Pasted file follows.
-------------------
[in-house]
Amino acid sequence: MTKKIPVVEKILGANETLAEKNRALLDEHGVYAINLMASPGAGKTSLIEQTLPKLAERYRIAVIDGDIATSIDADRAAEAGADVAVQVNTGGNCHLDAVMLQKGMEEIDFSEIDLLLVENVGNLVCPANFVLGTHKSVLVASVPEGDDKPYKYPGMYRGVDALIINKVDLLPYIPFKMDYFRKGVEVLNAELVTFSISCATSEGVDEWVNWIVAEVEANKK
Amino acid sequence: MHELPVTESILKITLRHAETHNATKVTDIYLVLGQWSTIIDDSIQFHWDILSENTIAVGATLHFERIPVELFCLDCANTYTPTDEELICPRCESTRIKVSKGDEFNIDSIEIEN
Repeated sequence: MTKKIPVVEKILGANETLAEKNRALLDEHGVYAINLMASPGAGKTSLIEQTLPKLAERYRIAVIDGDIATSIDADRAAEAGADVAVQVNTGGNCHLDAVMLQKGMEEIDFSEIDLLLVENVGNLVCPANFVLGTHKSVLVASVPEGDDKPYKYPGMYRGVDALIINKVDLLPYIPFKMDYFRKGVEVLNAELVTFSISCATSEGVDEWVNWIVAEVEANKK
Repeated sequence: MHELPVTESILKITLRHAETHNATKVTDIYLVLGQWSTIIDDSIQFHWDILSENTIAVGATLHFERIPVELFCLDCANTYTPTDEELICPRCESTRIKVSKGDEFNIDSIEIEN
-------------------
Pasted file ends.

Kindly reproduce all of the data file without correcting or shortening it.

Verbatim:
[in-house]
Amino acid sequence: MTKKIPVVEKILGANETLAEKNRALLDEHGVYAINLMASPGAGKTSLIEQTLPKLAERYRIAVIDGDIATSIDADRAAEAGADVAVQVNTGGNCHLDAVMLQKGMEEIDFSEIDLLLVENVGNLVCPANFVLGTHKSVLVASVPEGDDKPYKYPGMYRGVDALIINKVDLLPYIPFKMDYFRKGVEVLNAELVTFSISCATSEGVDEWVNWIVAEVEANKK
Amino acid sequence: MHELPVTESILKITLRHAETHNATKVTDIYLVLGQWSTIIDDSIQFHWDILSENTIAVGATLHFERIPVELFCLDCANTYTPTDEELICPRCESTRIKVSKGDEFNIDSIEIEN
Repeated sequence: MTKKIPVVEKILGANETLAEKNRALLDEHGVYAINLMASPGAGKTSLIEQTLPKLAERYRIAVIDGDIATSIDADRAAEAGADVAVQVNTGGNCHLDAVMLQKGMEEIDFSEIDLLLVENVGNLVCPANFVLGTHKSVLVASVPEGDDKPYKYPGMYRGVDALIINKVDLLPYIPFKMDYFRKGVEVLNAELVTFSISCATSEGVDEWVNWIVAEVEANKK
Repeated sequence: MHELPVTESILKITLRHAETHNATKVTDIYLVLGQWSTIIDDSIQFHWDILSENTIAVGATLHFERIPVELFCLDCANTYTPTDEELICPRCESTRIKVSKGDEFNIDSIEIEN